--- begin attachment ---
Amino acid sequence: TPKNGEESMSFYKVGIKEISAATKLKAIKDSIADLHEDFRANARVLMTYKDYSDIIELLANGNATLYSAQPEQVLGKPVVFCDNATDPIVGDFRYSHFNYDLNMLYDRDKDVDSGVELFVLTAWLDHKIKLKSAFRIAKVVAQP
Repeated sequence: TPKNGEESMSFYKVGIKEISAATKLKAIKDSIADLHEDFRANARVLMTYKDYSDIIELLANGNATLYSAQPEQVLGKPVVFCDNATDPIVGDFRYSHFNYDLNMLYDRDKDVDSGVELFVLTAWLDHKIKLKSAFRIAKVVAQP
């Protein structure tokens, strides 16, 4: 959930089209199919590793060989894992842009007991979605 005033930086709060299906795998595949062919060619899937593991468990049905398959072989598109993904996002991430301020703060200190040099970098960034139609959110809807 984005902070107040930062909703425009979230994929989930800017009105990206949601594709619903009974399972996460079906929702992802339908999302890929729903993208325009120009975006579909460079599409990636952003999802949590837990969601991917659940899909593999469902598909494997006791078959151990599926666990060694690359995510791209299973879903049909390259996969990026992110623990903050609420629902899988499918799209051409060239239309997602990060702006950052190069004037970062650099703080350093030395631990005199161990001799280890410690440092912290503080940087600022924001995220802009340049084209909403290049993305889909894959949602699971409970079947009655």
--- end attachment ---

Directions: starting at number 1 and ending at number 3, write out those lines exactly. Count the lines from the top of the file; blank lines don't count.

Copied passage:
Amino acid sequence: TPKNGEESMSFYKVGIKEISAATKLKAIKDSIADLHEDFRANARVLMTYKDYSDIIELLANGNATLYSAQPEQVLGKPVVFCDNATDPIVGDFRYSHFNYDLNMLYDRDKDVDSGVELFVLTAWLDHKIKLKSAFRIAKVVAQP
Repeated sequence: TPKNGEESMSFYKVGIKEISAATKLKAIKDSIADLHEDFRANARVLMTYKDYSDIIELLANGNATLYSAQPEQVLGKPVVFCDNATDPIVGDFRYSHFNYDLNMLYDRDKDVDSGVELFVLTAWLDHKIKLKSAFRIAKVVAQP
């Protein structure tokens, strides 16, 4: 959930089209199919590793060989894992842009007991979605 005033930086709060299906795998595949062919060619899937593991468990049905398959072989598109993904996002991430301020703060200190040099970098960034139609959110809807 984005902070107040930062909703425009979230994929989930800017009105990206949601594709619903009974399972996460079906929702992802339908999302890929729903993208325009120009975006579909460079599409990636952003999802949590837990969601991917659940899909593999469902598909494997006791078959151990599926666990060694690359995510791209299973879903049909390259996969990026992110623990903050609420629902899988499918799209051409060239239309997602990060702006950052190069004037970062650099703080350093030395631990005199161990001799280890410690440092912290503080940087600022924001995220802009340049084209909403290049993305889909894959949602699971409970079947009655």